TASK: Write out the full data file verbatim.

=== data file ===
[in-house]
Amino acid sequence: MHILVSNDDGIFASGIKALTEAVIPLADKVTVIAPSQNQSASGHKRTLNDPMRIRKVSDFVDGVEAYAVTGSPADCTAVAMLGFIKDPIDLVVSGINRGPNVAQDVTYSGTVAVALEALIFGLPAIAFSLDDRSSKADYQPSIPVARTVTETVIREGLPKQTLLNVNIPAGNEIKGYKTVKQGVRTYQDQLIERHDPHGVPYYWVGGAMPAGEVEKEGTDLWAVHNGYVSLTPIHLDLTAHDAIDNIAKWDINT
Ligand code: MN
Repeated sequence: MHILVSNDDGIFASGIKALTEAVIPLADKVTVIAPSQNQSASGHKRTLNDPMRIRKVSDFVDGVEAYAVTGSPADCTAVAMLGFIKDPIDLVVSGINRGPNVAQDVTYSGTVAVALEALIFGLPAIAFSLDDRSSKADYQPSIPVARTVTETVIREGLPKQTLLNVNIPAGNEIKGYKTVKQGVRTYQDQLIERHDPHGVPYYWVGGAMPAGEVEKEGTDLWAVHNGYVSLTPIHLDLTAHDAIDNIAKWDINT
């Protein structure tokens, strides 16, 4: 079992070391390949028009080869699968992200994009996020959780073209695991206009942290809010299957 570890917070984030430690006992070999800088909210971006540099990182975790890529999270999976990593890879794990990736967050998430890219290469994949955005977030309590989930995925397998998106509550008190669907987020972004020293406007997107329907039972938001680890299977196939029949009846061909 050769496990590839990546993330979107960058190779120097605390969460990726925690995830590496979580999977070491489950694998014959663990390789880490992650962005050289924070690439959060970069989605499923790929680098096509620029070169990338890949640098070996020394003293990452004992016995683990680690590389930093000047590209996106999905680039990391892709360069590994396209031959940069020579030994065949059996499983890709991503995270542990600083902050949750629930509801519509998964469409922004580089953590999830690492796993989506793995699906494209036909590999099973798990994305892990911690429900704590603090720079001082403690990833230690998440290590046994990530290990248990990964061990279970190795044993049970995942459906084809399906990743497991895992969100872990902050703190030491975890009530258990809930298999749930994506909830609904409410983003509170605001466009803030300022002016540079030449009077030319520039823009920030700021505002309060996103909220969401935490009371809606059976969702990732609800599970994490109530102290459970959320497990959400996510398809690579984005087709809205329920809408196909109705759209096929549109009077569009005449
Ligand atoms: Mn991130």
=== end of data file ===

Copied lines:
[in-house]
Amino acid sequence: MHILVSNDDGIFASGIKALTEAVIPLADKVTVIAPSQNQSASGHKRTLNDPMRIRKVSDFVDGVEAYAVTGSPADCTAVAMLGFIKDPIDLVVSGINRGPNVAQDVTYSGTVAVALEALIFGLPAIAFSLDDRSSKADYQPSIPVARTVTETVIREGLPKQTLLNVNIPAGNEIKGYKTVKQGVRTYQDQLIERHDPHGVPYYWVGGAMPAGEVEKEGTDLWAVHNGYVSLTPIHLDLTAHDAIDNIAKWDINT
Ligand code: MN
Repeated sequence: MHILVSNDDGIFASGIKALTEAVIPLADKVTVIAPSQNQSASGHKRTLNDPMRIRKVSDFVDGVEAYAVTGSPADCTAVAMLGFIKDPIDLVVSGINRGPNVAQDVTYSGTVAVALEALIFGLPAIAFSLDDRSSKADYQPSIPVARTVTETVIREGLPKQTLLNVNIPAGNEIKGYKTVKQGVRTYQDQLIERHDPHGVPYYWVGGAMPAGEVEKEGTDLWAVHNGYVSLTPIHLDLTAHDAIDNIAKWDINT
């Protein structure tokens, strides 16, 4: 079992070391390949028009080869699968992200994009996020959780073209695991206009942290809010299957 570890917070984030430690006992070999800088909210971006540099990182975790890529999270999976990593890879794990990736967050998430890219290469994949955005977030309590989930995925397998998106509550008190669907987020972004020293406007997107329907039972938001680890299977196939029949009846061909 050769496990590839990546993330979107960058190779120097605390969460990726925690995830590496979580999977070491489950694998014959663990390789880490992650962005050289924070690439959060970069989605499923790929680098096509620029070169990338890949640098070996020394003293990452004992016995683990680690590389930093000047590209996106999905680039990391892709360069590994396209031959940069020579030994065949059996499983890709991503995270542990600083902050949750629930509801519509998964469409922004580089953590999830690492796993989506793995699906494209036909590999099973798990994305892990911690429900704590603090720079001082403690990833230690998440290590046994990530290990248990990964061990279970190795044993049970995942459906084809399906990743497991895992969100872990902050703190030491975890009530258990809930298999749930994506909830609904409410983003509170605001466009803030300022002016540079030449009077030319520039823009920030700021505002309060996103909220969401935490009371809606059976969702990732609800599970994490109530102290459970959320497990959400996510398809690579984005087709809205329920809408196909109705759209096929549109009077569009005449
Ligand atoms: Mn991130």